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New Publication: Economic and Survival Burden of Dysphagia among Inpatients in the United States

Byline: Ed Steger


Dysphagia affects 3.0% of all adult US inpatients (aged 45–90 years) and is associated with a significantly longer hospital length of stay, higher inpatient costs, a higher likelihood of discharge to post-acute care facility, and inpatient mortality when compared to those with similar patient, hospital size, and clinical characteristics without dysphagia. Dysphagia has a substantial health and cost burden on the US healthcare system.

Journal Publication

The peer-reviewed journal, Diseases of the Esophagus, published a ground-breaking paper on November 16, 2017, titled, Economic and survival burden of dysphagia among inpatients in the United States. The study used the massive AHRQ Healthcare Cost and Utilization Project (HCUP) National Inpatient Sample (2009–2013) database that included 88 million patient records during the study period. Patients aged 45 – 90 years old with less than or equal to 180 days of stay in hospital with and without dysphagia were included in the analysis. Multivariable survey regression methods with propensity weighting were used to assess associations between dysphagia and different outcomes.

The key finding when comparing those with versus those without a dysphagia diagnosis are as follows:

  • Inpatient hospital costs were estimated to be an additional $16.8 billion over the study period.
  • Mean hospital length of stay was 8.8 days for those with a dysphagia diagnosis versus 5.0 days for those without a dysphagia diagnosis (a 76% increase).
  • Patients with dysphagia were 33% more likely to be discharged to a post-acute care facility. The ongoing additional care cost of this population was not included in the $16.8 billion cost figure above.
  • Compared to non-cases, adult patients with dysphagia were 1.7 times more likely to die in the hospital.



Dysphagia is life altering… and not in the “good” way. As someone diagnosed with severe dysphagia in 2007 and on a liquid diet for 10 plus years, I know the impact through my own experiences, as well as from the patient stories shared by our community and the patient/caregiver emails our Foundation receives daily. But what’s the big deal? After all, almost everyone has their own cross to bear.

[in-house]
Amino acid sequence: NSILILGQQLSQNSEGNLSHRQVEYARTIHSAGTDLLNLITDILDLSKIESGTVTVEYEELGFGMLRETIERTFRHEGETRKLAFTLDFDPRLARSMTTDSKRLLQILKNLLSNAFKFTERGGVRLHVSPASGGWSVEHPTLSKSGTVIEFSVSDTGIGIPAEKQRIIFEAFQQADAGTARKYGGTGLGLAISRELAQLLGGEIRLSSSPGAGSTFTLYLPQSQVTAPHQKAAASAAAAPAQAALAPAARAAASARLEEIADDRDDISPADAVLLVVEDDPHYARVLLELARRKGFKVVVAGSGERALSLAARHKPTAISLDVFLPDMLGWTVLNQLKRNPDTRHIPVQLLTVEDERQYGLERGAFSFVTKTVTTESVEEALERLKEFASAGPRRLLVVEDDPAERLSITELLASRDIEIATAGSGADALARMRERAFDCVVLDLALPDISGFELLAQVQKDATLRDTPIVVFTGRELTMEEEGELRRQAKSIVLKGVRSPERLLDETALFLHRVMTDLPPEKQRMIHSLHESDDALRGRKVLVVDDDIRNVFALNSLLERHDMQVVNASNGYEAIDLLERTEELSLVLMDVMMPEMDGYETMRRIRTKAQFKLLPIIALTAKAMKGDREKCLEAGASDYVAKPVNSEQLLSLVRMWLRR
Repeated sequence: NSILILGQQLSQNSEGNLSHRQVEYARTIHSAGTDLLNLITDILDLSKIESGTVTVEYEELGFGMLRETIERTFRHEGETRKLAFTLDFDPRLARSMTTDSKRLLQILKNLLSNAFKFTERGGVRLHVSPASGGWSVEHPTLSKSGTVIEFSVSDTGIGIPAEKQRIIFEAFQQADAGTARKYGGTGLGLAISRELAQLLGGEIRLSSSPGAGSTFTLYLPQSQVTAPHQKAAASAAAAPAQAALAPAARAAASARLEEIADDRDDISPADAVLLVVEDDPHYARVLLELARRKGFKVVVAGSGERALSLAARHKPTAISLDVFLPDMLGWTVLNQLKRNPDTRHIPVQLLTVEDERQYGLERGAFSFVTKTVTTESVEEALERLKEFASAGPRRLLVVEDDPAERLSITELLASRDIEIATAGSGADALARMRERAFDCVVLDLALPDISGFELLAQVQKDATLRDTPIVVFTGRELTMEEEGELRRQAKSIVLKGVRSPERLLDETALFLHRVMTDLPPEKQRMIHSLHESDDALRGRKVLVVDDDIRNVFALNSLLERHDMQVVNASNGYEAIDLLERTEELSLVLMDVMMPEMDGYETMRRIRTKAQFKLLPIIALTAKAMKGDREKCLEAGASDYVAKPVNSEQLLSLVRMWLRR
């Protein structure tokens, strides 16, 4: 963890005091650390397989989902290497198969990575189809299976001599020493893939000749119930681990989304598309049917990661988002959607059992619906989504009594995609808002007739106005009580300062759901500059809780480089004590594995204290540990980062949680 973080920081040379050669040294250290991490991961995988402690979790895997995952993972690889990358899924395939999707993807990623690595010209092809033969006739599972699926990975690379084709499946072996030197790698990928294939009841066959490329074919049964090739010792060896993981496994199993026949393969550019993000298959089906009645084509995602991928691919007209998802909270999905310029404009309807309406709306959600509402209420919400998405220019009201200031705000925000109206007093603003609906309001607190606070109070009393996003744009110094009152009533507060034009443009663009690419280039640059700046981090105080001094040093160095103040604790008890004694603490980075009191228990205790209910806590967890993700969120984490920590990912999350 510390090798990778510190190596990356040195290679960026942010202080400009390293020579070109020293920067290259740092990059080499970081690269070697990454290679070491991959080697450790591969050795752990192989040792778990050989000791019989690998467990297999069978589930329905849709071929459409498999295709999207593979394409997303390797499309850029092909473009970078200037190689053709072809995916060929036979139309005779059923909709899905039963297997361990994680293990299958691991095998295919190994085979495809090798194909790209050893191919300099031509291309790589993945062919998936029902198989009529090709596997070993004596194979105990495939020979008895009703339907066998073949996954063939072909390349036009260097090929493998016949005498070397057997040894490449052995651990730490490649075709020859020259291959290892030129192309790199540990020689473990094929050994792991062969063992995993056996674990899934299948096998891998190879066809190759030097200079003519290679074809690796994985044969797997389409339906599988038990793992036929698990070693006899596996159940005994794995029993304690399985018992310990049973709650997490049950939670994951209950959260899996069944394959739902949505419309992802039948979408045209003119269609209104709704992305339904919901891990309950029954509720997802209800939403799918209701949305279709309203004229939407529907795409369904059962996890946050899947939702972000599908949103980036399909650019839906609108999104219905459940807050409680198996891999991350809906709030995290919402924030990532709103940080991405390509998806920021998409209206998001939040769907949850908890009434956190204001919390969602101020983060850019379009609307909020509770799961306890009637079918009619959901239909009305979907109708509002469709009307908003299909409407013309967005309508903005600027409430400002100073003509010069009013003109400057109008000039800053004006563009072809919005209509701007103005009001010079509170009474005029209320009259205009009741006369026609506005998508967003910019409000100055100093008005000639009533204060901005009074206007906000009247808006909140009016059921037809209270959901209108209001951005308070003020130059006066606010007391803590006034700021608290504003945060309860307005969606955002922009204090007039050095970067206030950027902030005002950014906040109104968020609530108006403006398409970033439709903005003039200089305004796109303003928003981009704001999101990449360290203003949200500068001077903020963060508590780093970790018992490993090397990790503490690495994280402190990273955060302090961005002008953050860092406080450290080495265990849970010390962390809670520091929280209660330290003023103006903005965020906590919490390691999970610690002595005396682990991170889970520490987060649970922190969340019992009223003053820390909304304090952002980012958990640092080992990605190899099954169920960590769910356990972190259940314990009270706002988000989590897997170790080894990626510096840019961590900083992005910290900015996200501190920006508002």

Here’s the deal. The cost burden to society was unknown, until NOW. It’s billions of dollars a year and that burden is shared by our entire society. So, my problem, and that of our community, becomes everyone’s problem. I’ll explain by way of an example:

Seat belt laws (or, as they say in my state, “Click It or Ticket Texas”). Not wearing a seat belt may seem like it impacts only the offender, but that’s not true. It can dislodge you from your seat behind the wheel, making your vehicle a driverless missile moving towards others, you can be flung around the inside of the car, hurting other passengers, you may be ejected from the vehicle creating a human projectile that can damage not only yourself, but other people and property.

Your problem with wearing a seatbelt can suddenly become the problem of many: your children, left without a parent to care for them. The police, working to assure this accident will not happen again. The DOT, working to repair the damage done to the roadways and public property. The medical team, working to save your life and the lives of others you may have injured as a result of your accident. Your coworkers, putting in overtime to cover the work accumulated in your absence. The burden that your one decision put on society, that’s costly.

And while no one with dysphagia chooses this disorder, the same burden to society exists.



This work is intended as a starting point (not an ending point) in the study of the cost burden of dysphagia. We are hopeful that every study and publication on dysphagia cites this publication. It is one way to raise the hard dollar side of awareness for a disorder that is often marginalized, poorly understood, and mistreated, even by experienced professionals.


Giving thanks

The National Foundation of Swallowing Disorders (NFOSD) would like to thank all those involved in this study. Seed funding for this work was provided by a grant to the NFOSD by the J Roland Gilbert, Mary R. Gilbert and Elizabeth A Gilbert Memorial Fund. The bulk of the work was carried out by a team lead by Drs. David Francis and Dan Patel at Vanderbilt University with guidance from Michelle Ciucci at the University of Wisconsin and Ed Steger and Ellen Conover. The work was conducted over a two-year period. All team members and the grant provider have the NFOSD’s deep gratitude for high quality work and commitment to seeing this work published.